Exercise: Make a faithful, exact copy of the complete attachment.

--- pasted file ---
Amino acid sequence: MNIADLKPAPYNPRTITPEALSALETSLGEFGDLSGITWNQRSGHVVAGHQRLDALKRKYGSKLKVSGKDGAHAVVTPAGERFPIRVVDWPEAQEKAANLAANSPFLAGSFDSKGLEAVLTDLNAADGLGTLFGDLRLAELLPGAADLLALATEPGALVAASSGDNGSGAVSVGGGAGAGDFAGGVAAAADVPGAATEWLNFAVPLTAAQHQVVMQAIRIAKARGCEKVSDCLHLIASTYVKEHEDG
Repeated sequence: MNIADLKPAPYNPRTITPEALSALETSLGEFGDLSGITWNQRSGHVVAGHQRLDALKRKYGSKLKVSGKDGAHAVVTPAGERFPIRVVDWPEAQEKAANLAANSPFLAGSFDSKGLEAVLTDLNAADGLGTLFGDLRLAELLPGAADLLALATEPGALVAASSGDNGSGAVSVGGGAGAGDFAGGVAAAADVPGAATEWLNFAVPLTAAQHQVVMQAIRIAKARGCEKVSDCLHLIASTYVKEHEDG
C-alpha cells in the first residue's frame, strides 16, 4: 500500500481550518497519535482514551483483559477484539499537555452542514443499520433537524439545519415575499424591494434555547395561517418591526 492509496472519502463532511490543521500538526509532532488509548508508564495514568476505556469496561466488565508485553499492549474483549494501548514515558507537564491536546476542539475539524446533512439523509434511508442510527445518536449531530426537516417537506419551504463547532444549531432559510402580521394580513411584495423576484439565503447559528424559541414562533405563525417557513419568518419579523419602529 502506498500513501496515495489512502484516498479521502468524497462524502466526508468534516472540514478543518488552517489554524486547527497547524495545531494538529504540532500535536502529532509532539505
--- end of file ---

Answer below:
Amino acid sequence: MNIADLKPAPYNPRTITPEALSALETSLGEFGDLSGITWNQRSGHVVAGHQRLDALKRKYGSKLKVSGKDGAHAVVTPAGERFPIRVVDWPEAQEKAANLAANSPFLAGSFDSKGLEAVLTDLNAADGLGTLFGDLRLAELLPGAADLLALATEPGALVAASSGDNGSGAVSVGGGAGAGDFAGGVAAAADVPGAATEWLNFAVPLTAAQHQVVMQAIRIAKARGCEKVSDCLHLIASTYVKEHEDG
Repeated sequence: MNIADLKPAPYNPRTITPEALSALETSLGEFGDLSGITWNQRSGHVVAGHQRLDALKRKYGSKLKVSGKDGAHAVVTPAGERFPIRVVDWPEAQEKAANLAANSPFLAGSFDSKGLEAVLTDLNAADGLGTLFGDLRLAELLPGAADLLALATEPGALVAASSGDNGSGAVSVGGGAGAGDFAGGVAAAADVPGAATEWLNFAVPLTAAQHQVVMQAIRIAKARGCEKVSDCLHLIASTYVKEHEDG
C-alpha cells in the first residue's frame, strides 16, 4: 500500500481550518497519535482514551483483559477484539499537555452542514443499520433537524439545519415575499424591494434555547395561517418591526 492509496472519502463532511490543521500538526509532532488509548508508564495514568476505556469496561466488565508485553499492549474483549494501548514515558507537564491536546476542539475539524446533512439523509434511508442510527445518536449531530426537516417537506419551504463547532444549531432559510402580521394580513411584495423576484439565503447559528424559541414562533405563525417557513419568518419579523419602529 502506498500513501496515495489512502484516498479521502468524497462524502466526508468534516472540514478543518488552517489554524486547527497547524495545531494538529504540532500535536502529532509532539505